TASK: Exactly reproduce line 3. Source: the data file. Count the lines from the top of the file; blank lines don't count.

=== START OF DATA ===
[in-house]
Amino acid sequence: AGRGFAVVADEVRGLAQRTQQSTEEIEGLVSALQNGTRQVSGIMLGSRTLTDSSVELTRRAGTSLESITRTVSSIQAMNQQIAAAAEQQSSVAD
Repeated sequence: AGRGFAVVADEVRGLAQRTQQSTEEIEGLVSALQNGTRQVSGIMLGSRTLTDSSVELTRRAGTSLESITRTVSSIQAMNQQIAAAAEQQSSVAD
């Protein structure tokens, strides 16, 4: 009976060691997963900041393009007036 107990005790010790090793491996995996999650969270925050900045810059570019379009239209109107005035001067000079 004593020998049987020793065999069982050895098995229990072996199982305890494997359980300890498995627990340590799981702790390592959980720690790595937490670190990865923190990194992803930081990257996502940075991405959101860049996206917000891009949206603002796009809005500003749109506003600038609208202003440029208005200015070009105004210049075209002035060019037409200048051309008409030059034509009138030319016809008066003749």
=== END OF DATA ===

Repeated sequence: AGRGFAVVADEVRGLAQRTQQSTEEIEGLVSALQNGTRQVSGIMLGSRTLTDSSVELTRRAGTSLESITRTVSSIQAMNQQIAAAAEQQSSVAD